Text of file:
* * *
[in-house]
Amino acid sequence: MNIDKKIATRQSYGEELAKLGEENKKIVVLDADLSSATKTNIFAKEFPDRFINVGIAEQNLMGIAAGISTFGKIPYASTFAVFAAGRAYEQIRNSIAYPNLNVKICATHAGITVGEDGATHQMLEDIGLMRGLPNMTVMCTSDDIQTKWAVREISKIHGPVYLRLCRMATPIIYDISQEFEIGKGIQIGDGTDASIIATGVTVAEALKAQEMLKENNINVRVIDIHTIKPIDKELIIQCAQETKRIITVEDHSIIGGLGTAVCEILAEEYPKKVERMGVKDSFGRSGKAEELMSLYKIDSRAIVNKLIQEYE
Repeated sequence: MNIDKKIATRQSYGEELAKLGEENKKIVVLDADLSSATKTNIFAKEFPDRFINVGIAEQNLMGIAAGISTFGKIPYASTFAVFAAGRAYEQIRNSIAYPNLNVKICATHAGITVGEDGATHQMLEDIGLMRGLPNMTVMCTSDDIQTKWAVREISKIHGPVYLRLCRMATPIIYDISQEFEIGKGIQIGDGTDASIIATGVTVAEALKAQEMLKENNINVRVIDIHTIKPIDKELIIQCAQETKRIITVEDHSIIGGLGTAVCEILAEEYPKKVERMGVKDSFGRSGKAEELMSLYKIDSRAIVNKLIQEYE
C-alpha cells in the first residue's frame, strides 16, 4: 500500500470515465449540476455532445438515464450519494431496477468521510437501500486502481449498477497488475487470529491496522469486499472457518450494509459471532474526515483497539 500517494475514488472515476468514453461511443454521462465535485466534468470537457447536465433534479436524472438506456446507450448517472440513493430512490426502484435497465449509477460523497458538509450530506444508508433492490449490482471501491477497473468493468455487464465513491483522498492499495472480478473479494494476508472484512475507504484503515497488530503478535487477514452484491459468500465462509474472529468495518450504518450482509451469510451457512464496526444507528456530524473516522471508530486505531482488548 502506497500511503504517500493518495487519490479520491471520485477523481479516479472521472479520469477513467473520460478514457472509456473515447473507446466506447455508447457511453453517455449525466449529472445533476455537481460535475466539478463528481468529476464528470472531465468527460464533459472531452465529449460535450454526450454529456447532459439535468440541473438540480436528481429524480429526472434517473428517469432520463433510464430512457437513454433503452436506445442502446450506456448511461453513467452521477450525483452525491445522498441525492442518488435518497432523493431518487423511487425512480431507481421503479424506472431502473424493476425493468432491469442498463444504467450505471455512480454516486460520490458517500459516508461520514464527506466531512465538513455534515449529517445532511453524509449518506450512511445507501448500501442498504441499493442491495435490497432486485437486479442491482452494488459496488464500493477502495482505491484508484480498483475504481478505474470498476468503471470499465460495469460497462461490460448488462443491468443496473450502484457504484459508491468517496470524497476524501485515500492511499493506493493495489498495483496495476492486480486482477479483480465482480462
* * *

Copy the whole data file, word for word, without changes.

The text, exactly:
[in-house]
Amino acid sequence: MNIDKKIATRQSYGEELAKLGEENKKIVVLDADLSSATKTNIFAKEFPDRFINVGIAEQNLMGIAAGISTFGKIPYASTFAVFAAGRAYEQIRNSIAYPNLNVKICATHAGITVGEDGATHQMLEDIGLMRGLPNMTVMCTSDDIQTKWAVREISKIHGPVYLRLCRMATPIIYDISQEFEIGKGIQIGDGTDASIIATGVTVAEALKAQEMLKENNINVRVIDIHTIKPIDKELIIQCAQETKRIITVEDHSIIGGLGTAVCEILAEEYPKKVERMGVKDSFGRSGKAEELMSLYKIDSRAIVNKLIQEYE
Repeated sequence: MNIDKKIATRQSYGEELAKLGEENKKIVVLDADLSSATKTNIFAKEFPDRFINVGIAEQNLMGIAAGISTFGKIPYASTFAVFAAGRAYEQIRNSIAYPNLNVKICATHAGITVGEDGATHQMLEDIGLMRGLPNMTVMCTSDDIQTKWAVREISKIHGPVYLRLCRMATPIIYDISQEFEIGKGIQIGDGTDASIIATGVTVAEALKAQEMLKENNINVRVIDIHTIKPIDKELIIQCAQETKRIITVEDHSIIGGLGTAVCEILAEEYPKKVERMGVKDSFGRSGKAEELMSLYKIDSRAIVNKLIQEYE
C-alpha cells in the first residue's frame, strides 16, 4: 500500500470515465449540476455532445438515464450519494431496477468521510437501500486502481449498477497488475487470529491496522469486499472457518450494509459471532474526515483497539 500517494475514488472515476468514453461511443454521462465535485466534468470537457447536465433534479436524472438506456446507450448517472440513493430512490426502484435497465449509477460523497458538509450530506444508508433492490449490482471501491477497473468493468455487464465513491483522498492499495472480478473479494494476508472484512475507504484503515497488530503478535487477514452484491459468500465462509474472529468495518450504518450482509451469510451457512464496526444507528456530524473516522471508530486505531482488548 502506497500511503504517500493518495487519490479520491471520485477523481479516479472521472479520469477513467473520460478514457472509456473515447473507446466506447455508447457511453453517455449525466449529472445533476455537481460535475466539478463528481468529476464528470472531465468527460464533459472531452465529449460535450454526450454529456447532459439535468440541473438540480436528481429524480429526472434517473428517469432520463433510464430512457437513454433503452436506445442502446450506456448511461453513467452521477450525483452525491445522498441525492442518488435518497432523493431518487423511487425512480431507481421503479424506472431502473424493476425493468432491469442498463444504467450505471455512480454516486460520490458517500459516508461520514464527506466531512465538513455534515449529517445532511453524509449518506450512511445507501448500501442498504441499493442491495435490497432486485437486479442491482452494488459496488464500493477502495482505491484508484480498483475504481478505474470498476468503471470499465460495469460497462461490460448488462443491468443496473450502484457504484459508491468517496470524497476524501485515500492511499493506493493495489498495483496495476492486480486482477479483480465482480462